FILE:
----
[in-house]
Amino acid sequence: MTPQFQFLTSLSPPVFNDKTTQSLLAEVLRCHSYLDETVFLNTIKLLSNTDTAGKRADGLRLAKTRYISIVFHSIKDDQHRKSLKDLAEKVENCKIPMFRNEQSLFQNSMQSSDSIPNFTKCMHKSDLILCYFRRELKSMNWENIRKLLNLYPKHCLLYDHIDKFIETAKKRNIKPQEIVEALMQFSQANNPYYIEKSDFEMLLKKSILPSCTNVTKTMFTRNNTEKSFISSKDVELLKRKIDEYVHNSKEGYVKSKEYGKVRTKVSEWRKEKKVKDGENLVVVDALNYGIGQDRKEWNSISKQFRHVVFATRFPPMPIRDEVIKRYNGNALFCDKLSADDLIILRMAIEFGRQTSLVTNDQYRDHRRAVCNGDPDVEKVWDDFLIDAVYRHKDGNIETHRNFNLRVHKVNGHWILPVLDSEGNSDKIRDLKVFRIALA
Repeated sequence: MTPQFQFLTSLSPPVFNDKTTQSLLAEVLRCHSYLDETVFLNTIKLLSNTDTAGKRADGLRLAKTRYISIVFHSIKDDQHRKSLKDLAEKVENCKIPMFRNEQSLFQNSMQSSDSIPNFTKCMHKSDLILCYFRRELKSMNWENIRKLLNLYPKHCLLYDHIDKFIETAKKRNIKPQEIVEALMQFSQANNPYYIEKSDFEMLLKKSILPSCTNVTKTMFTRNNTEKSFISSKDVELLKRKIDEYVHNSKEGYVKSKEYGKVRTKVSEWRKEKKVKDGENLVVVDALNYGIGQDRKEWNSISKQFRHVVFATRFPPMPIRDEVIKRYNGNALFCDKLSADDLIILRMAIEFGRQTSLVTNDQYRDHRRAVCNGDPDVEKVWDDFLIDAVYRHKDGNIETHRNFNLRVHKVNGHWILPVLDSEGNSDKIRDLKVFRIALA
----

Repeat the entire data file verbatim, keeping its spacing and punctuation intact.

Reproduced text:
[in-house]
Amino acid sequence: MTPQFQFLTSLSPPVFNDKTTQSLLAEVLRCHSYLDETVFLNTIKLLSNTDTAGKRADGLRLAKTRYISIVFHSIKDDQHRKSLKDLAEKVENCKIPMFRNEQSLFQNSMQSSDSIPNFTKCMHKSDLILCYFRRELKSMNWENIRKLLNLYPKHCLLYDHIDKFIETAKKRNIKPQEIVEALMQFSQANNPYYIEKSDFEMLLKKSILPSCTNVTKTMFTRNNTEKSFISSKDVELLKRKIDEYVHNSKEGYVKSKEYGKVRTKVSEWRKEKKVKDGENLVVVDALNYGIGQDRKEWNSISKQFRHVVFATRFPPMPIRDEVIKRYNGNALFCDKLSADDLIILRMAIEFGRQTSLVTNDQYRDHRRAVCNGDPDVEKVWDDFLIDAVYRHKDGNIETHRNFNLRVHKVNGHWILPVLDSEGNSDKIRDLKVFRIALA
Repeated sequence: MTPQFQFLTSLSPPVFNDKTTQSLLAEVLRCHSYLDETVFLNTIKLLSNTDTAGKRADGLRLAKTRYISIVFHSIKDDQHRKSLKDLAEKVENCKIPMFRNEQSLFQNSMQSSDSIPNFTKCMHKSDLILCYFRRELKSMNWENIRKLLNLYPKHCLLYDHIDKFIETAKKRNIKPQEIVEALMQFSQANNPYYIEKSDFEMLLKKSILPSCTNVTKTMFTRNNTEKSFISSKDVELLKRKIDEYVHNSKEGYVKSKEYGKVRTKVSEWRKEKKVKDGENLVVVDALNYGIGQDRKEWNSISKQFRHVVFATRFPPMPIRDEVIKRYNGNALFCDKLSADDLIILRMAIEFGRQTSLVTNDQYRDHRRAVCNGDPDVEKVWDDFLIDAVYRHKDGNIETHRNFNLRVHKVNGHWILPVLDSEGNSDKIRDLKVFRIALA